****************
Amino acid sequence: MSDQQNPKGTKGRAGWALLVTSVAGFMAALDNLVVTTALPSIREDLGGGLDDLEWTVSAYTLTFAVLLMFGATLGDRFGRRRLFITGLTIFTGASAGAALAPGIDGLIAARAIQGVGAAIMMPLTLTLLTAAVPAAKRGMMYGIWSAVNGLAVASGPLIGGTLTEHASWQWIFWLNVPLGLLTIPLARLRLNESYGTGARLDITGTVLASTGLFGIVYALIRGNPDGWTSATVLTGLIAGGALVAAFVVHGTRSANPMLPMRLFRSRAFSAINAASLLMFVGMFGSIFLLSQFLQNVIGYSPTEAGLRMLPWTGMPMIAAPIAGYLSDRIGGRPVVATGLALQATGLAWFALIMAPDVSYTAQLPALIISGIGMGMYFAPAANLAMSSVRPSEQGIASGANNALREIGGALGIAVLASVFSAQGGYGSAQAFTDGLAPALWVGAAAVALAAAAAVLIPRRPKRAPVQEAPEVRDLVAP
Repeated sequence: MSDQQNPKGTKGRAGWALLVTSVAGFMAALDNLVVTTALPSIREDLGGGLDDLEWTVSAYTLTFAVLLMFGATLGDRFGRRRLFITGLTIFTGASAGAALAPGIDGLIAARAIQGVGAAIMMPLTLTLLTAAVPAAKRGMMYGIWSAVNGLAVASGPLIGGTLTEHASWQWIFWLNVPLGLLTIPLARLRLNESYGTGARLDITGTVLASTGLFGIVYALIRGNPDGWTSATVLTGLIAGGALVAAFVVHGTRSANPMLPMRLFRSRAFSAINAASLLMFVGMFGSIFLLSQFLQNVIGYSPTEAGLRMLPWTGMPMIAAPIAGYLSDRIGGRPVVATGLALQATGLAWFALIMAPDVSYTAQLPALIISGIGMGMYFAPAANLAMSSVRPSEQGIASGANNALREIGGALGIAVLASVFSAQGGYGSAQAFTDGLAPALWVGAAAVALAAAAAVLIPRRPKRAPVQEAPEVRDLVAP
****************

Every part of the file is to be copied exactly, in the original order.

Amino acid sequence: MSDQQNPKGTKGRAGWALLVTSVAGFMAALDNLVVTTALPSIREDLGGGLDDLEWTVSAYTLTFAVLLMFGATLGDRFGRRRLFITGLTIFTGASAGAALAPGIDGLIAARAIQGVGAAIMMPLTLTLLTAAVPAAKRGMMYGIWSAVNGLAVASGPLIGGTLTEHASWQWIFWLNVPLGLLTIPLARLRLNESYGTGARLDITGTVLASTGLFGIVYALIRGNPDGWTSATVLTGLIAGGALVAAFVVHGTRSANPMLPMRLFRSRAFSAINAASLLMFVGMFGSIFLLSQFLQNVIGYSPTEAGLRMLPWTGMPMIAAPIAGYLSDRIGGRPVVATGLALQATGLAWFALIMAPDVSYTAQLPALIISGIGMGMYFAPAANLAMSSVRPSEQGIASGANNALREIGGALGIAVLASVFSAQGGYGSAQAFTDGLAPALWVGAAAVALAAAAAVLIPRRPKRAPVQEAPEVRDLVAP
Repeated sequence: MSDQQNPKGTKGRAGWALLVTSVAGFMAALDNLVVTTALPSIREDLGGGLDDLEWTVSAYTLTFAVLLMFGATLGDRFGRRRLFITGLTIFTGASAGAALAPGIDGLIAARAIQGVGAAIMMPLTLTLLTAAVPAAKRGMMYGIWSAVNGLAVASGPLIGGTLTEHASWQWIFWLNVPLGLLTIPLARLRLNESYGTGARLDITGTVLASTGLFGIVYALIRGNPDGWTSATVLTGLIAGGALVAAFVVHGTRSANPMLPMRLFRSRAFSAINAASLLMFVGMFGSIFLLSQFLQNVIGYSPTEAGLRMLPWTGMPMIAAPIAGYLSDRIGGRPVVATGLALQATGLAWFALIMAPDVSYTAQLPALIISGIGMGMYFAPAANLAMSSVRPSEQGIASGANNALREIGGALGIAVLASVFSAQGGYGSAQAFTDGLAPALWVGAAAVALAAAAAVLIPRRPKRAPVQEAPEVRDLVAP